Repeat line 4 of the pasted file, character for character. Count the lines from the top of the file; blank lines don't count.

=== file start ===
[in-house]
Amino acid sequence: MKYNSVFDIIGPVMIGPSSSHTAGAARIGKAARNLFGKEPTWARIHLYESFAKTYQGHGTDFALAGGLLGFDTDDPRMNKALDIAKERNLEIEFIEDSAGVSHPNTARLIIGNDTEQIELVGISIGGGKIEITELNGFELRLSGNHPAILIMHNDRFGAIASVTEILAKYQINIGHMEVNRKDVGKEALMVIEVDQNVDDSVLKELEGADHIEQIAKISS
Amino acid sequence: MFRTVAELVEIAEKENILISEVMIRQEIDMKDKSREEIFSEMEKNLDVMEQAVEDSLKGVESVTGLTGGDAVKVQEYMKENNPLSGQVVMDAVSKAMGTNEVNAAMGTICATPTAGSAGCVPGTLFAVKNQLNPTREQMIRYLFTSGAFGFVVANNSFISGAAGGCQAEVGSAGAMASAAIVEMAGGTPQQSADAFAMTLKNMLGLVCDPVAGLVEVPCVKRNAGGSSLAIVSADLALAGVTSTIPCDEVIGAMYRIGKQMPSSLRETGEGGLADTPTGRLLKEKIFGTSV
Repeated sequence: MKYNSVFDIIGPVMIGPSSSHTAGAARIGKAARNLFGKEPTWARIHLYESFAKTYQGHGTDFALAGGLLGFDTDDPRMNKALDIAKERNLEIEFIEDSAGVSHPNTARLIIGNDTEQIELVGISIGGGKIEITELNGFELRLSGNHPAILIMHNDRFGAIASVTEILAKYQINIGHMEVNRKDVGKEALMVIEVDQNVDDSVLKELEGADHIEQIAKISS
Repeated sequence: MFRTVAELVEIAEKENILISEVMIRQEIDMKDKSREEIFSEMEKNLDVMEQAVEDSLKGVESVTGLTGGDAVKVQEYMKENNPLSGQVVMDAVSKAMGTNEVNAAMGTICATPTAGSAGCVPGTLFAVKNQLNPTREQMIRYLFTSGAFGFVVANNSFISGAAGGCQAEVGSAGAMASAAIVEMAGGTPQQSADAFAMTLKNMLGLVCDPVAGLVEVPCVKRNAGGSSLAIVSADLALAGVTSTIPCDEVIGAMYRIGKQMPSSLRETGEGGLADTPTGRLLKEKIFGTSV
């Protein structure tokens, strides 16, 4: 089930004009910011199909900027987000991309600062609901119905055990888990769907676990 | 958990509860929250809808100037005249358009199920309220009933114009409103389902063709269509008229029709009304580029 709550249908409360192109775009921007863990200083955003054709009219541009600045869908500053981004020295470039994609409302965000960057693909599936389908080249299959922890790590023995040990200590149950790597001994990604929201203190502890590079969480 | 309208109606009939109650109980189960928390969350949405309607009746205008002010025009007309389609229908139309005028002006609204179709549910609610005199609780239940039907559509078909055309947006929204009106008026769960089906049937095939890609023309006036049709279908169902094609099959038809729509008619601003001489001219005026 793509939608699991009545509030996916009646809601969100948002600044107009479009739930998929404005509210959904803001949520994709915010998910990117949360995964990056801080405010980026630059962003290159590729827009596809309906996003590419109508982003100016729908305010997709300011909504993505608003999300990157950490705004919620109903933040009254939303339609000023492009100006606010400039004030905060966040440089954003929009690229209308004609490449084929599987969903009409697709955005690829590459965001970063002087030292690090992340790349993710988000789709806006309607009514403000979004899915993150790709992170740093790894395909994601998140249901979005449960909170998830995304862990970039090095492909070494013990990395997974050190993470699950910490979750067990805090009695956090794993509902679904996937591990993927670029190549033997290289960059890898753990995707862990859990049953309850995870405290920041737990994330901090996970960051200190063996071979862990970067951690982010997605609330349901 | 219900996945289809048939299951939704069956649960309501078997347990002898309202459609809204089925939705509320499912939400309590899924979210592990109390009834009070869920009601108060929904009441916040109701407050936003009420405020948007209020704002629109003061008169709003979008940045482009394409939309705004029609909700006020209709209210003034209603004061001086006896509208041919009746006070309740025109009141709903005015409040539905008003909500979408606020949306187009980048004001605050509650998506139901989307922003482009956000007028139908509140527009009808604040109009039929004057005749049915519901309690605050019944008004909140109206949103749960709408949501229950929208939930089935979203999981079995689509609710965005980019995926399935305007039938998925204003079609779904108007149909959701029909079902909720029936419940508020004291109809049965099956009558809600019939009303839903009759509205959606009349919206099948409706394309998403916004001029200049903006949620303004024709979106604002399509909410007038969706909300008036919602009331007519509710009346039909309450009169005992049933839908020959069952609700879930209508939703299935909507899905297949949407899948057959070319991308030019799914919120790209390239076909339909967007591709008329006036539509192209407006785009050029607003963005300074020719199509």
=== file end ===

Repeated sequence: MKYNSVFDIIGPVMIGPSSSHTAGAARIGKAARNLFGKEPTWARIHLYESFAKTYQGHGTDFALAGGLLGFDTDDPRMNKALDIAKERNLEIEFIEDSAGVSHPNTARLIIGNDTEQIELVGISIGGGKIEITELNGFELRLSGNHPAILIMHNDRFGAIASVTEILAKYQINIGHMEVNRKDVGKEALMVIEVDQNVDDSVLKELEGADHIEQIAKISS